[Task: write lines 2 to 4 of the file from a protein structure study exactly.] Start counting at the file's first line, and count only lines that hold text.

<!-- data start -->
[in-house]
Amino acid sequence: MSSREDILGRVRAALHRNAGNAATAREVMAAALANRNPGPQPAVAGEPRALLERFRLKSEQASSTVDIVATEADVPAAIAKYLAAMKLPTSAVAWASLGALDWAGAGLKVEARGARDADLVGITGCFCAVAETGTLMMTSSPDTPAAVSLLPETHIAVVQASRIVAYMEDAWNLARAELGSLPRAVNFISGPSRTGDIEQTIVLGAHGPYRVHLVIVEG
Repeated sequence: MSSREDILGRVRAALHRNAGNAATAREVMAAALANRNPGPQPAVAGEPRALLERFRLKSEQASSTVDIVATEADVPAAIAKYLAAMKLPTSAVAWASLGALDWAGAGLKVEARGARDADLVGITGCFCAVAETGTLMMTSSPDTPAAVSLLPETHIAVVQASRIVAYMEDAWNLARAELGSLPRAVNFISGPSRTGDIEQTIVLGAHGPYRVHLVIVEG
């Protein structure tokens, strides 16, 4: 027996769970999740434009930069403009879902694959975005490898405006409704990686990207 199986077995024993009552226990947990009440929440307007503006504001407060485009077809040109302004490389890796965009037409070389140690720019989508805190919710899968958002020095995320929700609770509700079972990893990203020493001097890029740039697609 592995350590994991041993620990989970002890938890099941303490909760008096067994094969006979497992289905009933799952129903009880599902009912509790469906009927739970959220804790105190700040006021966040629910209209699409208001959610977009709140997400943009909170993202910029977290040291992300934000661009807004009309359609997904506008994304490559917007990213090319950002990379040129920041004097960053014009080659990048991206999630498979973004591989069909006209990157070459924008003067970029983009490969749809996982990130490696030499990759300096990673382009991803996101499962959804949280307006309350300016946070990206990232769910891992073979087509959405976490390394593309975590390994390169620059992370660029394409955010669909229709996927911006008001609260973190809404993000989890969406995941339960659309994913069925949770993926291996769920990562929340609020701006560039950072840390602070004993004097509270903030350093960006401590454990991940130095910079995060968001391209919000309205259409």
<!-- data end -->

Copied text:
Amino acid sequence: MSSREDILGRVRAALHRNAGNAATAREVMAAALANRNPGPQPAVAGEPRALLERFRLKSEQASSTVDIVATEADVPAAIAKYLAAMKLPTSAVAWASLGALDWAGAGLKVEARGARDADLVGITGCFCAVAETGTLMMTSSPDTPAAVSLLPETHIAVVQASRIVAYMEDAWNLARAELGSLPRAVNFISGPSRTGDIEQTIVLGAHGPYRVHLVIVEG
Repeated sequence: MSSREDILGRVRAALHRNAGNAATAREVMAAALANRNPGPQPAVAGEPRALLERFRLKSEQASSTVDIVATEADVPAAIAKYLAAMKLPTSAVAWASLGALDWAGAGLKVEARGARDADLVGITGCFCAVAETGTLMMTSSPDTPAAVSLLPETHIAVVQASRIVAYMEDAWNLARAELGSLPRAVNFISGPSRTGDIEQTIVLGAHGPYRVHLVIVEG
């Protein structure tokens, strides 16, 4: 027996769970999740434009930069403009879902694959975005490898405006409704990686990207 199986077995024993009552226990947990009440929440307007503006504001407060485009077809040109302004490389890796965009037409070389140690720019989508805190919710899968958002020095995320929700609770509700079972990893990203020493001097890029740039697609 592995350590994991041993620990989970002890938890099941303490909760008096067994094969006979497992289905009933799952129903009880599902009912509790469906009927739970959220804790105190700040006021966040629910209209699409208001959610977009709140997400943009909170993202910029977290040291992300934000661009807004009309359609997904506008994304490559917007990213090319950002990379040129920041004097960053014009080659990048991206999630498979973004591989069909006209990157070459924008003067970029983009490969749809996982990130490696030499990759300096990673382009991803996101499962959804949280307006309350300016946070990206990232769910891992073979087509959405976490390394593309975590390994390169620059992370660029394409955010669909229709996927911006008001609260973190809404993000989890969406995941339960659309994913069925949770993926291996769920990562929340609020701006560039950072840390602070004993004097509270903030350093960006401590454990991940130095910079995060968001391209919000309205259409």